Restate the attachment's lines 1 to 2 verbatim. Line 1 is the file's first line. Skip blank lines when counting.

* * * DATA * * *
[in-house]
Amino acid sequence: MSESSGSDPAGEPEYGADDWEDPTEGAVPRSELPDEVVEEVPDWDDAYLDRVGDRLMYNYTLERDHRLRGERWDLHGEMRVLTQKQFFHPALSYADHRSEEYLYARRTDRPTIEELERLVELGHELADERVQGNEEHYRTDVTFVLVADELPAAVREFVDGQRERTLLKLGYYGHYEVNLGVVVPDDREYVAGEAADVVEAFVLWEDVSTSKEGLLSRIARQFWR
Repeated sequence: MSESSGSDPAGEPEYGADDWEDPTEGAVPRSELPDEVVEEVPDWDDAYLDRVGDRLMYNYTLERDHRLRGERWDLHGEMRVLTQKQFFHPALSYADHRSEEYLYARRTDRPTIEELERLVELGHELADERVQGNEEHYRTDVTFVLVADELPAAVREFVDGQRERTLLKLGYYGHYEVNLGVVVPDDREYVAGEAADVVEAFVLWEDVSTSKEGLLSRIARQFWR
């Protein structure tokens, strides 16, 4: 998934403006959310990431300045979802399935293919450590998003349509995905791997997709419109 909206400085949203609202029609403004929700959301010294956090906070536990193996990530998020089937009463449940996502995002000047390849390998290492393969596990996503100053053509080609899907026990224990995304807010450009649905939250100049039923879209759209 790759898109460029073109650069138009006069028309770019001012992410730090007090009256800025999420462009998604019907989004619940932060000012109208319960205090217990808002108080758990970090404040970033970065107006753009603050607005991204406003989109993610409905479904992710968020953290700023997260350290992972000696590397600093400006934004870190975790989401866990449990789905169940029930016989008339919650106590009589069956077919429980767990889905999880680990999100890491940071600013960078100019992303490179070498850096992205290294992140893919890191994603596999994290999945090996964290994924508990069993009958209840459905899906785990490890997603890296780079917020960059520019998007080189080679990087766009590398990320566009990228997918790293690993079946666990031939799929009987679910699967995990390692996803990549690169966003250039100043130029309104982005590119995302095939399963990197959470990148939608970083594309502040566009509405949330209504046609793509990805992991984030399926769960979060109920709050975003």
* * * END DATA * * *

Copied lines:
[in-house]
Amino acid sequence: MSESSGSDPAGEPEYGADDWEDPTEGAVPRSELPDEVVEEVPDWDDAYLDRVGDRLMYNYTLERDHRLRGERWDLHGEMRVLTQKQFFHPALSYADHRSEEYLYARRTDRPTIEELERLVELGHELADERVQGNEEHYRTDVTFVLVADELPAAVREFVDGQRERTLLKLGYYGHYEVNLGVVVPDDREYVAGEAADVVEAFVLWEDVSTSKEGLLSRIARQFWR